Phospholipase A2 Antagonists Inhibit Constitutive Retrograde Membrane Traffic to the Endoplasmic Reticulum

Traffic (Impact Factor: 4.35). 05/2000; 1(6):504 - 511. DOI: 10.1034/j.1600-0854.2000.010608.x


Eukaryotic cells contain a variety of cytoplasmic Ca2+-dependent and Ca2+-independent phospholipase A2s (PLA2s; EC However, the physiological roles for many of these ubiquitously-expressed enzymes is unclear or not known. Recently, pharmacological studies have suggested a role for Ca2+-independent PLA2 (iPLA2) enzymes in governing intracellular membrane trafficking events in general and regulating brefeldin A (BFA)-stimulated membrane tubulation and Golgi-to-endoplasmic reticulum (ER) retrograde membrane trafficking, in particular. Here, we extend these studies to show that membrane-permeant iPLA2 antagonists potently inhibit the normal, constitutive retrograde membrane trafficking from the trans-Golgi network (TGN), Golgi complex, and the ERGIC-53-positive ER-Golgi-intermediate compartment (ERGIC), which occurs in the absence of BFA. Taken together, these results suggest that iPLA2 enzymes play a general role in regulating, or directly mediating, multiple mammalian membrane trafficking events.

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    • "It is believed to play a highly protective role against the aging the vesiculation of Golgi and other membranes has been already established and their role in the production of second messenger molecules has been demonstrated [9]. Also, the glycerophospholipids containing PUFA are targets of phospholipase A2 (PLA2) [10], while the lysophosphatidylcholines (lyso-PC), product of PLA2 action, are largely related to changes in the membrane shapes [9] [11] and trigger membrane budding and fission [12] [13]. The molecular mechanisms of the above effects still remain unknown and active research is being conducted in order to find out the relationship between the molecular structure and the elastic properties of membranes containing monounsaturated phosphatidylcholine or monounsaturated/polyunsaturated phosphatidylcholines with and without lyso-PC. "
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    ABSTRACT: We report on the effect of lyso- and polyunsaturated fatty acid (PUFA)- containing lipids on the bending elastic properties of lipid membranes. The bending stiffness of monounsaturated phosphatidylcholine (POPC) bilayers with various molar fractions of an omega-3 containing phosphatidylcholine (PDPC) and/or a lysophosphatidylcholine (lyso-PC) was measured by thermal shape fluctuation analysis (TSFA) performed on quasispherical giant unilamellar vesicles (GUV). Strong evidences of their softening effect on lipid bilayers are provided together with data suggesting different degree of influence of the two molecules on the membrane bending elasticity. The effect of lyso-PC on the bending stiffness of POPC membranes was shown to be stronger than the PDPC. We conclude that the PDPC and lyso-PC are most likely controlling the membrane deformations by modulating its elastic properties.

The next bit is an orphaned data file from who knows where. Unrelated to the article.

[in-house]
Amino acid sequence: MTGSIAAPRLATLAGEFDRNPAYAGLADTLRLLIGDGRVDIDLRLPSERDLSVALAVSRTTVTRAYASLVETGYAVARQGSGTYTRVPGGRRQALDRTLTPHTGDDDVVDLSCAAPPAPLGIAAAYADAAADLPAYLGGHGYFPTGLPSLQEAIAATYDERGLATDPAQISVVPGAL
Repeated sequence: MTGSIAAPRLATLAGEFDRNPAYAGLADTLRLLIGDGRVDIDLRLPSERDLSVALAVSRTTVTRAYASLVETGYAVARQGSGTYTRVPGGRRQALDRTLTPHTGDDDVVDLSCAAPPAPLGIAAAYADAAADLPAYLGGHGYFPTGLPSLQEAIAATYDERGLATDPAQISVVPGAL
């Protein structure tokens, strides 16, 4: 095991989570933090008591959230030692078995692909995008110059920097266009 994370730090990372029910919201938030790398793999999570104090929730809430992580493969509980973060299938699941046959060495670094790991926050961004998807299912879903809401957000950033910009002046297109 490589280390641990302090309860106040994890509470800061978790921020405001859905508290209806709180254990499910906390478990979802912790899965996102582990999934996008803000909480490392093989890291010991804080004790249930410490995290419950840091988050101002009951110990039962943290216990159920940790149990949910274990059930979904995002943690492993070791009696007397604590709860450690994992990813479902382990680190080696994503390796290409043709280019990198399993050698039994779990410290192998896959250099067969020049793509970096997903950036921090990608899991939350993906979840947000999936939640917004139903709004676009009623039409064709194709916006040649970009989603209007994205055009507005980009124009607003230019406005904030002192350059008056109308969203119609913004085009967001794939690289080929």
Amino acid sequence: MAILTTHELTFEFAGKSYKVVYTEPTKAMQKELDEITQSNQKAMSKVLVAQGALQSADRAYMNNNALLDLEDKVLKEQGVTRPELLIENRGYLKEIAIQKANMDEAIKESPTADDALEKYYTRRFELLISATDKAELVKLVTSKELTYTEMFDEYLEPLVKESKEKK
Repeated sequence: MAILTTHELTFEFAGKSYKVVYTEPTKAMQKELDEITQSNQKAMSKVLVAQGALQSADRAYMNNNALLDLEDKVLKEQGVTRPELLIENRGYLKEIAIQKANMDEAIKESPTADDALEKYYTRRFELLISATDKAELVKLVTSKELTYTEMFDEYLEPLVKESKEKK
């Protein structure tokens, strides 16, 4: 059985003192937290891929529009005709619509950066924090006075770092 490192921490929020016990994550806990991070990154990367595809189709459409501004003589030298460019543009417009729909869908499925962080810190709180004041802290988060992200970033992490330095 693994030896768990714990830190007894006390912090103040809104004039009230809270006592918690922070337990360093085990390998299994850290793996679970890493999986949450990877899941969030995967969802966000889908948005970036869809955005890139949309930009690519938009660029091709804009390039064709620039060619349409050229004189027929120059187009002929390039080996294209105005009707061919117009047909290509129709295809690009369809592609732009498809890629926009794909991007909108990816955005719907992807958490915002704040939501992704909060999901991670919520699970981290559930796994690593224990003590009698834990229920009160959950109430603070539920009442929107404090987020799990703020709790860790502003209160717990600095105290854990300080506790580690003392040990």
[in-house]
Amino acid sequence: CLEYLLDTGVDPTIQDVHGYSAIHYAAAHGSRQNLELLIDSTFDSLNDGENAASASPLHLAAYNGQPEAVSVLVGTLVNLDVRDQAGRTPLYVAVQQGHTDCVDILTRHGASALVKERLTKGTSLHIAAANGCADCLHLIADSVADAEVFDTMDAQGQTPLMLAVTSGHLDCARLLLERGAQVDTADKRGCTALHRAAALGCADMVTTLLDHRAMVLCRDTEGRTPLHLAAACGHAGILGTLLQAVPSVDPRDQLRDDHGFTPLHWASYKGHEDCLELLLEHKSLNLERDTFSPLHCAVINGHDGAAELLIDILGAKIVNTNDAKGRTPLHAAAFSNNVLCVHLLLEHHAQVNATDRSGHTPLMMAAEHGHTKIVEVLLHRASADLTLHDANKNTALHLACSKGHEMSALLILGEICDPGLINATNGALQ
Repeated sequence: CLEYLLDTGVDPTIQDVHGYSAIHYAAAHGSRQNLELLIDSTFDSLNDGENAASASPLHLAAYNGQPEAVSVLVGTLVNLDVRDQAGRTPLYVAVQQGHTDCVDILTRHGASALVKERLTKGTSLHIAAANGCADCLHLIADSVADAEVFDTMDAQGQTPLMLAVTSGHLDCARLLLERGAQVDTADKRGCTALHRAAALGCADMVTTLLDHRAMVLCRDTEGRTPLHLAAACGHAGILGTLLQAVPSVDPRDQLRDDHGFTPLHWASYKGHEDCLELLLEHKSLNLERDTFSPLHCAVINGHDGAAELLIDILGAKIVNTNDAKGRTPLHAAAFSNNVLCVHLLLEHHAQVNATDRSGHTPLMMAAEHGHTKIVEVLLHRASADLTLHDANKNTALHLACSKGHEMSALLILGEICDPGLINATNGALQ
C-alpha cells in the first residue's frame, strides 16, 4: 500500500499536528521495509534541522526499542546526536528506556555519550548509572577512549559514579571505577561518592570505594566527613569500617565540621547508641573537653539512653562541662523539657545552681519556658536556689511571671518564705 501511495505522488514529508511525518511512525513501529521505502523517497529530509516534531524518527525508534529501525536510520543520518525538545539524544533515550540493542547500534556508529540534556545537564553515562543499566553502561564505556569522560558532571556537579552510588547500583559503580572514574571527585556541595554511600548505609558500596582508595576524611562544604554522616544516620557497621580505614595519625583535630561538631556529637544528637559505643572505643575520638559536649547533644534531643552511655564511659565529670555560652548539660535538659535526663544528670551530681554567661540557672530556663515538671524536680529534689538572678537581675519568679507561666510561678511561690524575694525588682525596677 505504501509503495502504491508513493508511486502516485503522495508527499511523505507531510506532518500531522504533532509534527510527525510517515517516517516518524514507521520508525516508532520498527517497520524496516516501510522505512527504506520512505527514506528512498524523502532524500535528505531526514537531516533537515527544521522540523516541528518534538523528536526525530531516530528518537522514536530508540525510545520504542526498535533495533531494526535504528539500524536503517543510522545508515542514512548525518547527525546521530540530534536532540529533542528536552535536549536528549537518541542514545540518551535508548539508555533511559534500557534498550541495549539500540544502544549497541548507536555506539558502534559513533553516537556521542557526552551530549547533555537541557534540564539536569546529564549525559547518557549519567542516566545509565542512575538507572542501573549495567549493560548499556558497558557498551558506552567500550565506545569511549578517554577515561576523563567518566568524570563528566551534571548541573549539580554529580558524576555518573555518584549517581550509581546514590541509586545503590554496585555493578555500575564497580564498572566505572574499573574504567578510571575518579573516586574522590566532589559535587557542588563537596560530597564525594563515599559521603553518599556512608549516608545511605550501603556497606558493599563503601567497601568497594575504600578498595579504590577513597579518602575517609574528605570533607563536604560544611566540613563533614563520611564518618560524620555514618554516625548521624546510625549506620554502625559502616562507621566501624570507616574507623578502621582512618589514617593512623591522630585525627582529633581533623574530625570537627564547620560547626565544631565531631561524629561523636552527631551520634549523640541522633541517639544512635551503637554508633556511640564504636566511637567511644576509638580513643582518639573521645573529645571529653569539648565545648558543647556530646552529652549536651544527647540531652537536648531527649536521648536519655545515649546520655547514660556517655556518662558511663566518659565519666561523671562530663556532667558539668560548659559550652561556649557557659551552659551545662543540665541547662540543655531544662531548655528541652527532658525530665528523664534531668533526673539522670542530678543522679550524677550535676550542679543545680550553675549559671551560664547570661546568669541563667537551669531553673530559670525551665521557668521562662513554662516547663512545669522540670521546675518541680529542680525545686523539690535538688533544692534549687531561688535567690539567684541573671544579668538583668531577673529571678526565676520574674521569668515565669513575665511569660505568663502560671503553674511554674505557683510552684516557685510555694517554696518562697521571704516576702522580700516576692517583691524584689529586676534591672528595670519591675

Colloids and Surfaces A Physicochemical and Engineering Aspects 10/2014; 460. DOI:10.1016/j.colsurfa.2014.03.055 · 2.75 Impact Factor
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    • "u r n a l h o m e p a g e : w w w. e l s e v i e r. c o m / l o c a t e / b b a m e m properties of lipids play a substantial role in the fission process [7]. A lipid modifying enzyme, cytoplasmic phospholipase A 2 (PLA 2 ), and especially calcium-independent PLA 2 (iPLA 2 ), is implicated in various intracellular membrane trafficking events, such as the formation of membrane tubules from the Golgi complex and endosomes, membrane tubules from the Golgi complex and endosomes, and membrane fusion events in the secretory and endocytic pathways [8]. iPLA 2 generates inverted corn-shaped lysophospholipids that alter membrane curvature and the intrinsic properties of multicomponent membranes and modulate the line tension at the raft boundaries, which is considered to induce vesicle fission. "
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    ABSTRACT: Phospholipase A(2) (PLA(2)) not only plays a role in the membrane vesiculation system but also mediates membrane-raft budding and fission in artificial giant liposomes. This study aimed to demonstrate the same effects in living cells. Differentiated Caco-2 cells were cultured on filter membranes. MDCK cells were challenged with Influenza virus. The MDCK cultures were harvested for virus titration with a plaque assay. Alkaline phosphatase (ALP), a membrane-raft associated glycosylphosphatidylinositol (GPI)-anchored protein, was 70% released by adding 0.2 mmol/l lysophosphatidylcholine, which was abolished by treatment with a membrane-raft disrupter, methyl-beta-cyclodextrin. Activation of calcium-independent PLA(2) (iPLA(2)) by brefeldin A increased the apical release of ALP by approximately 1.5-fold (p<0.01), which was blocked by PLA(2) inhibitor bromoenol lactone (BEL). BEL also reduced Influenza virus production into the media (<10%) in the MDCK culture. These results suggest that cells utilize inverted corn-shaped lysophospholipids generated by PLA(2) to modulate plasma membrane structure and assist the budding of raft-associated plasma membrane particles, which virus utilizes for its budding. Brush borders are enriched with membrane-rafts and undergo rapid turnover; thus, PLA(2) may be involved in the regulatory mechanism in membrane dynamism. Further, iPLA(2) may provide a therapeutic target for viral infections.
    Biochimica et Biophysica Acta 07/2009; 1788(10):2222-8. DOI:10.1016/j.bbamem.2009.07.015 · 4.66 Impact Factor
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